Equally at home fording a stream, scrambling over rocks, strolling highways and navigating residential neighborhoods, Mike Helbing recently walked 17 miles from Harveys Lake to Wilkes-Barre.
For the 28 people who accompanied the MetroTrails founder, this “Mike Hike” was a chance to enjoy the outdoors with a charismatic leader who just happened to be wearing a suit.
Three fellow hikers played along, each pairing a sportcoat with shorts or pants and reminiscing about tuxedo jackets that had appeared on a previous outing. The rest wore conventional hiking attire.
Mark Albrecht of Shavertown, president of the Back Mountain Trail Council, didn’t care what they wore. He was impressed when he met the group near the Trucksville Municipal Building and realized some hikers had driven from New Jersey and Philadelphia.
“We usually have a steady stream of walkers,” Albrecht said, “but not such a large group that came together and traveled such a distance. We take great joy in seeing them.”
The 5-mile Back Mountain Trail was one segment of the ambitious outing, for which hikers met in Wilkes-Barre, carpooled to Harveys Lake and began the walk back on Kunkle/Alderson Road. At one point south of Misericordia University, they ventured to Route 415 for free lunch, courtesy of fellow hiker and Domino’s Pizza owner Seth Goldhardt.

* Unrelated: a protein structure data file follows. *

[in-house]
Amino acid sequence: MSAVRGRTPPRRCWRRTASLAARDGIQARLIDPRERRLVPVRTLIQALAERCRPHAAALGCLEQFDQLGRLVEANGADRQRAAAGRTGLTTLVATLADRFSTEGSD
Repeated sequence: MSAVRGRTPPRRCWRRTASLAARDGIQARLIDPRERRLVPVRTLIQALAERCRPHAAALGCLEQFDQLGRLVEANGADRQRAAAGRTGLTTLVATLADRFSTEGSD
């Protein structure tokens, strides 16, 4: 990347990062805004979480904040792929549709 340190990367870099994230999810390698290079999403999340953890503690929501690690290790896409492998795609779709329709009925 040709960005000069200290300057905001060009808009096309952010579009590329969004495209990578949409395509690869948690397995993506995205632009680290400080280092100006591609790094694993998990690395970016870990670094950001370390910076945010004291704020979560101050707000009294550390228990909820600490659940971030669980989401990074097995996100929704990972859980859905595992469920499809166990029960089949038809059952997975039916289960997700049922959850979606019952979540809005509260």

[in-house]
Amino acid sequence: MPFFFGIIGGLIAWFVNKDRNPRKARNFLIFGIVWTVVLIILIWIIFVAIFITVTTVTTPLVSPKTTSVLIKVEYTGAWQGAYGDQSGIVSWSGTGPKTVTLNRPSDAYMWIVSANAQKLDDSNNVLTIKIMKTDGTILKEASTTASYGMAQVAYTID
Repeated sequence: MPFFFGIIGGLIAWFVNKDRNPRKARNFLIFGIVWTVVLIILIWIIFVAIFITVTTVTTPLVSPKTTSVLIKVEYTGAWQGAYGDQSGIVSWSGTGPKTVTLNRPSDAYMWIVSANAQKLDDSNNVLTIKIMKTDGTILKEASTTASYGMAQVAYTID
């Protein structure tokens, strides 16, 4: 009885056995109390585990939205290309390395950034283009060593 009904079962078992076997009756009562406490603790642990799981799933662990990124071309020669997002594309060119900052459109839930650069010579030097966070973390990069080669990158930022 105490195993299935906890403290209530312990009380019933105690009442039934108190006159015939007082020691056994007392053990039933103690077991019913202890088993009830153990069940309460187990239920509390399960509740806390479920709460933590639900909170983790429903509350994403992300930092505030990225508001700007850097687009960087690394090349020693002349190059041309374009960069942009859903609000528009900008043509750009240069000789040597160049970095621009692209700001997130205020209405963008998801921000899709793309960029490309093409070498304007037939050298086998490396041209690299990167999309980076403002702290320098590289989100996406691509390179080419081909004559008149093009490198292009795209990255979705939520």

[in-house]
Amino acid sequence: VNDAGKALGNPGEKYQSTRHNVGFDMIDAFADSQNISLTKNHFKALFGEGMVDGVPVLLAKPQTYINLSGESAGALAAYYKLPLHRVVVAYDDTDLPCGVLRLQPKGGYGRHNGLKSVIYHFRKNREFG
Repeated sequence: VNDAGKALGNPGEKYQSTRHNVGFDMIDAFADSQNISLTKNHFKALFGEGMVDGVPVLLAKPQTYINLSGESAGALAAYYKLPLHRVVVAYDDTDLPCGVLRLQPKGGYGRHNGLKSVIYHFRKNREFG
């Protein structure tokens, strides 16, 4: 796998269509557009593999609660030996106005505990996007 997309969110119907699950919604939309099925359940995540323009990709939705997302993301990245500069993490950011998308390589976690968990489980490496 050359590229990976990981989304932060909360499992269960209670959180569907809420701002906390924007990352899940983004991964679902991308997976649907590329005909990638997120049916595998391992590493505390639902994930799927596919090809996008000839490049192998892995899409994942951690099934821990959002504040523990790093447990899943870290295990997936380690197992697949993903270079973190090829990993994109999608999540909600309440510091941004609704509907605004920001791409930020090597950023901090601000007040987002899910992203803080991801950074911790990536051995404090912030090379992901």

Why do the hikers — most of whom connect through the MeetUp social-media portal — spend a day this way?
“I really like the scenery,” said Allison Aniska, 29, of Wilkes-Barre.
“It’s fun to be with everybody,” said Ariel Fillius, 11, who came with her mom from Jackson, N.J.
“It’s a nice break from staring at a computer screen,” said Amanda Murphy, an events planner from Philly. “It’s a different way to explore an area.”
Speaking of exploring, don’t be surprised if 23-year-old Justin Gurbisz or 25-year-old Michael “Lerch” Clark, both of New Jersey, run ahead to climb a tree or tackle a playground sliding board head first. If they spot a railroad bridge, they’ll at least mention a desire to climb it and jump into the river below.
“He does it to feel alive,” said their friend, 32-year-old Brandon Jermyn, pointing to one of them. “And he does it because he feels no fear,” he said, nodding toward the other.
While the climbing breaks and a dip into Toby’s Creek by Helbing, still wearing the suit, added a touch of fraternity-outing ambience, most of the hikers simply kept on trudging and chatting.
Helbing, 34, of Warren County, New Jersey, easily has walked thousands of miles, starting as a toddler who accompanied his grandfather. He founded hiking clubs of his own in high school and college, and Metrotrails is the latest incarnation. One of his goals for the group is to hike New Jersey’s perimeter, segment by segment.
“It’s all about connectivity,” he said.